This study design has several strengths. First, it is a relatively large and well-characterized study of African-Americans. Second, sampling was population-based, thus reducing potential biases that may result from clinic- or hospital-based ascertainment. However, we cannot exclude the possibility that other factors (e.g., selection bias or preferential attrition rate) may have resulted in a study population that differed from the general African-American population. Third, using 9 years of follow-up data, the present study examined the associations between SNP43 and changes in BMI, waist-to-hip ratio, and fasting serum glucose and insulin levels in order to examine potential mechanisms whereby this variant increases diabetes risk. Finally, the large sample size of the present study and the availability of information on leisure time physical activity and dietary intake provide good power to detect modest gene-environment interactions and provide relatively narrow confidence intervals when no significant associations were detected.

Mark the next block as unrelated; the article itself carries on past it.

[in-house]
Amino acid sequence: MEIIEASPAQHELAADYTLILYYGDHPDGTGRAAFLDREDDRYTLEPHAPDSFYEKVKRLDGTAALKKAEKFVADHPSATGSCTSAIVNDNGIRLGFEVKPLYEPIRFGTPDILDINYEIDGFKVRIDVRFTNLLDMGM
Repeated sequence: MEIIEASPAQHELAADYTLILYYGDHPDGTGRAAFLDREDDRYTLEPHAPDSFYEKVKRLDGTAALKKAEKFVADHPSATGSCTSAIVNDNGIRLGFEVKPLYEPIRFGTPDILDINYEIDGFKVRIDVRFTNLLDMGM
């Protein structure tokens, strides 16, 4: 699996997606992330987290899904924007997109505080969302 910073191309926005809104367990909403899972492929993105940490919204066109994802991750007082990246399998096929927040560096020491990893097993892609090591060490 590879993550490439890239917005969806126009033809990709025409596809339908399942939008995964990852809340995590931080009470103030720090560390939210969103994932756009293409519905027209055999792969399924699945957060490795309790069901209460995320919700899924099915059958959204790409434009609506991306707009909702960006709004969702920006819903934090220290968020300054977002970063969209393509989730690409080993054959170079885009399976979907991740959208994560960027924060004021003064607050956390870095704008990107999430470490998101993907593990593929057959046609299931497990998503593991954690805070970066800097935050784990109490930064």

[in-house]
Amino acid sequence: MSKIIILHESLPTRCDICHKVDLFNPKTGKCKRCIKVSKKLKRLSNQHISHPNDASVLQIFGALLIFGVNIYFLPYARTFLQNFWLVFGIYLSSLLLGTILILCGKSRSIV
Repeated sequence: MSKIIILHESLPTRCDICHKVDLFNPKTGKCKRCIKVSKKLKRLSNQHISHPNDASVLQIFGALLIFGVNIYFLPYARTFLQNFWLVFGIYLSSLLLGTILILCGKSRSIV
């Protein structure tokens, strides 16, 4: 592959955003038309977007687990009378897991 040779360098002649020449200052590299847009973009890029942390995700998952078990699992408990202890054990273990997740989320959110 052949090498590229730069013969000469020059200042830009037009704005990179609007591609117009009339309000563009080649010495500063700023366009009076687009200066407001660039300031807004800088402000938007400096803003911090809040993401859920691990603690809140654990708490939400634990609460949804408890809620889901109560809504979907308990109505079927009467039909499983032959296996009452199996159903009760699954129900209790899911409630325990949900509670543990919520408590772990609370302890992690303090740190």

Despite these strengths, several limitations of the present study may have influenced the results. First, characterization of body composition and insulin resistance were limited to anthropometric measures and fasting serum insulin, respectively. Anthropometric measures such as BMI and waist-to-hip ratio represent relatively crude markers for adiposity. Similarly, there is a large degree of variation in dietary and physical activity questionnaires as assessments of caloric intake and expenditure, respectively. The inconsistency between greater BMI and lower caloric intake in subjects with diabetes is likely to reflect systematic under-reporting of caloric intake in subjects with diabetes compared with control subjects (29). Although fasting serum insulin is only a marker of insulin sensitivity, it has been demonstrated in previous studies to correlate reasonably well with more sensitive measures assessed by the euglycemic-hyperinsulinemic clamp or frequently sampled intravenous glucose tolerance tests (30). Second, positive associations reported by the present study may be the result of a type 1 error, although this is mitigated by a strong a priori hypothesis and confirmatory results in other studies (17,31,32). Third, the association between SNP43 and diabetes could be the result of linkage disequilibrium between the candidate gene variant and the true disease-causing variant. Fourth, the lack of changes in diabetes- or obesity-related traits over time in nondiabetic individuals (Table 4) may be caused by the absence of other susceptibility gene variants or the presence of additional gene variants that are protective from the development of diabetes. Finally, we cannot exclude the possibility of false positive or negative associations caused by population stratification.